Glossary of 8 - Renal Regulation of Na, ECV and BP
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- What is the basic premise of GT balance?
- Changes in GFR are matched by changes in NaCl and water reabsorption; i.e. the nephron reabsorbs a constant fraction of filtered salt and water rather than an absolute quantity.
- How does reabsorption of NaCl and water increase when GFR increases?
- Greater GFR means more protein-free fluid is filtered out of the plasma entering the peritubular capillaries, which acts to raise its COP. This favors a greater uptake of water and, by extension, NaCl.
- In what segment of the nephron is resetting of GT balance centered?
- The proximal convoluted tubule.
- What effect does increased Na+ intake have on the reabsorption of NaCl and water by the peritubular capillaries?
- Increased Na+ leads to increased ECV through water retention. This increases MAP and thus hydrostatic pressure in the peritubular capillaries. Also, the COP of plasma is reduced. Both of these factors lead to decreased reabsorption.
- How is reabsorption affected in times of lowered ECV?
- MAP, and thus hydrostatic pressure in the peritubular capillaries is decreased. Also, low volume means that COP of plasma is increased. Both of these factors favor increased reabsorption.
- What is meant by a "positive balance"?
- Intake of a substance exceeds its output.
- What is meant by a "negative balance"?
- Output of a substance exceeds its intake.
- How are renal mechanisms involved in an acute drop of 10% in ECV?
- They are largely not involved - MAP is maintained by the baroreceptor reflex. Renal mechanisms are involved in longer-term maintenance of ECV and BP.
- What is sensed by granular cells?
- Renal perfusion pressure.
- What is the overall action of ANP? Where is this substance synthesized?
- *Promotion of Na+ excretion
*synthesized in the atria
- What is the action of ANP in the distal tubule and collecting ducts? In the afferent arterioles?
- *direct inhibition of ENaC and indirect inhibition of Na+/K+ ATPase
*inhibits release of renin and causes dilation of these arterioles
- What is the basic overall action of sympathetic innervation of the kidneys?
- Increase reabsorption of Na+ and decrease excretion of Na+ and water.
- On which glomerular arterioles does sympathetic innervation have the greater effect - afferent or efferent?
- Exerts a greater effect on afferent arterioles.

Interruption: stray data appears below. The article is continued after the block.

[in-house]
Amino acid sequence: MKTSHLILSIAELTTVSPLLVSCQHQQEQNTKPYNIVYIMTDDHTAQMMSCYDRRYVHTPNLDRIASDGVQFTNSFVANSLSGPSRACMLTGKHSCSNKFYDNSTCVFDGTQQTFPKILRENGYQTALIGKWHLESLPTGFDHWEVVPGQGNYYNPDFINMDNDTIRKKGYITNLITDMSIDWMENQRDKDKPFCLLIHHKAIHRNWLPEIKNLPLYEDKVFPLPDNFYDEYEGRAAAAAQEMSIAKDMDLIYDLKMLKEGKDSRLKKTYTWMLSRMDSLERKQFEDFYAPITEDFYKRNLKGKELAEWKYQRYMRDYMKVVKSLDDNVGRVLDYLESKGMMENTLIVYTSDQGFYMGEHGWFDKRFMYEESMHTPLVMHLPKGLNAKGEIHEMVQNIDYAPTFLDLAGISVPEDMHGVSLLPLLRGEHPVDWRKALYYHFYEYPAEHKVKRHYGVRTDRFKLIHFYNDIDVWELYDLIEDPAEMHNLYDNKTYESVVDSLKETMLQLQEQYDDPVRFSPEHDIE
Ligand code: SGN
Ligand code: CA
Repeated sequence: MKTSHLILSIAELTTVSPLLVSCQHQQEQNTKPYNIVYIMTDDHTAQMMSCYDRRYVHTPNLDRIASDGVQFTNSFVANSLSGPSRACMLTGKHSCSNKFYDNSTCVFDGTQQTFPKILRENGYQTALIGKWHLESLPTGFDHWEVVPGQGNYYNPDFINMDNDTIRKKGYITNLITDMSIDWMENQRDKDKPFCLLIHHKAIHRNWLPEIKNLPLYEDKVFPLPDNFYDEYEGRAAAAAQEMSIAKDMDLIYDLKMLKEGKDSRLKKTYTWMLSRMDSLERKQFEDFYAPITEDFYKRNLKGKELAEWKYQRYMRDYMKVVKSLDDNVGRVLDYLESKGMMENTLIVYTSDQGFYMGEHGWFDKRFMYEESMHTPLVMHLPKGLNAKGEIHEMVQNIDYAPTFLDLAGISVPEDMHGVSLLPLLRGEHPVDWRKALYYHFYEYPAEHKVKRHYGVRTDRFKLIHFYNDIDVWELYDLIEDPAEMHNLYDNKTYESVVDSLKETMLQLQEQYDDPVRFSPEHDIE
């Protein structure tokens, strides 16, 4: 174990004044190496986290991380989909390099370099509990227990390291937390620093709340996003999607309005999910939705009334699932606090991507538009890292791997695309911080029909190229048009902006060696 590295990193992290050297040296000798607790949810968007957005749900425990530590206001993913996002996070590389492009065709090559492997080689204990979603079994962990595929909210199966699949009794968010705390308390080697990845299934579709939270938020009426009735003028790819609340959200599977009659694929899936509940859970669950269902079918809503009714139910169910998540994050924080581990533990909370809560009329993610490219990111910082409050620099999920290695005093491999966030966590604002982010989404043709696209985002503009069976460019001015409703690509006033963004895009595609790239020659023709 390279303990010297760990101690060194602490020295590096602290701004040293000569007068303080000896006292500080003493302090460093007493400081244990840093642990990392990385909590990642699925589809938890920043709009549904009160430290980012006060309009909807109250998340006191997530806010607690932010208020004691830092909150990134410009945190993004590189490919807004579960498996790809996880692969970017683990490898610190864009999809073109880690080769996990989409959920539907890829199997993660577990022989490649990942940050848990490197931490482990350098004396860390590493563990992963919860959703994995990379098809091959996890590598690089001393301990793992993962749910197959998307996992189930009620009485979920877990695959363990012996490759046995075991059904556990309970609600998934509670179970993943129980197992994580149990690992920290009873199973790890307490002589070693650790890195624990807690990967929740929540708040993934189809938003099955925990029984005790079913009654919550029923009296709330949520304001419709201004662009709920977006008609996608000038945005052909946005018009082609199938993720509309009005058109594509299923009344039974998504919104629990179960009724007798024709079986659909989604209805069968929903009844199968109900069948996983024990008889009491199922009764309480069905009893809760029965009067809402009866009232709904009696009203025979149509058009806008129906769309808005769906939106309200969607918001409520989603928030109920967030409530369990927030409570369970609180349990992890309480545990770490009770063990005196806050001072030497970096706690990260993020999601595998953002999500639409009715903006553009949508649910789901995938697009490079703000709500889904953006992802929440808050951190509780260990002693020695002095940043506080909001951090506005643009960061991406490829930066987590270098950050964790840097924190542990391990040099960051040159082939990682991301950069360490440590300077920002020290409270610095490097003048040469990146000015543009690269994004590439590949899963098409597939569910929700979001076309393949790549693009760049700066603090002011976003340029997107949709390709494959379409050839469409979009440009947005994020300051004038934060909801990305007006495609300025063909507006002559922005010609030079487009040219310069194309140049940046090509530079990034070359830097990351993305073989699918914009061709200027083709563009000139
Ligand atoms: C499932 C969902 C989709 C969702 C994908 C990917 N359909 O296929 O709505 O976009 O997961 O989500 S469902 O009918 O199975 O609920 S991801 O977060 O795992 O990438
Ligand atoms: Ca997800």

- When ECV is decreased, what are the two specific effects of sympathetic innervation on the kidneys?
- *constriction of the afferent arterioles to decrease GFR
*stimulation of Na+/H+ antiporter to increase Na+ reabsorption
- How do ECV and blood pressure influence the release of renin?
- Decreases in both cause stimulation of renin release.
- Give the steps between release of renin and the appearance of angiotensin II in circulation.
- 1.Renin released
2.Renin catalyzes conversion of angiotensinogen to angiotensin I
3.ACE catalyzes the conversion of angiotensin I to angiotensin II
- What is the action of angiotensin II on total peripheral resistance?
- Angiotensin II is a potent vasoconstrictor and thus raises total peripheral resistance.
- On which arterioles does angiotensin II have the greater effect - afferent or efferent?
- Angiotensin II has a greater vasoconstrictive effect on the efferent arterioles.
- How does the arteriolar constriction caused by angiotensin II cause an increase in reabsorption?
- Ang-II contricts the efferent arterioles which does cause an increase in GFR, but also a decrease in the hydrostatic pressure in the peritubular capillaries. This means that the plasma entering the capillaries has high COP and low hydrostatic pressure, both of which favor reabsorption.
- Other than vasoconstriction, what are three effects that angiotensin II have?
- *stimulation of Na+/H+ antiporter in the PCT
*stimulation of release of ADH and aldosterone
*stimulation of thirst centers
- How does the kidney prevent cross-stimulation of the mineralocorticoid receptor by cortisol?
- Secretion of enzymes that catalyze the conversion of cortisol to cortisone, which is unable to activate the MR.
- There is genereally a ~90 minute latency period between the appearance of aldosterone in circulation and evidence of its action. Why is this?
- Aldosterone is a steroid hormone and as such its effects are mediated by transcriptional and translational changes in protein synthesis. Changes of this type take longer to enact.
- How does aldosterone affect ENaC? What effect does this have on Na+ reabsorption?
- Aldosterone increases ENaC activity, which promotes Na+ reabsorption.
- What is the effect of aldosterone on K+ reabsorption?
- Aldosterone promotes K+ secretion, thus its net reabsorption is inhibited.
- What other organ system is affected by aldosterone? What is the effect?
- Aldosterone stimulates increased Na+ absorption in the large intestine and colon.
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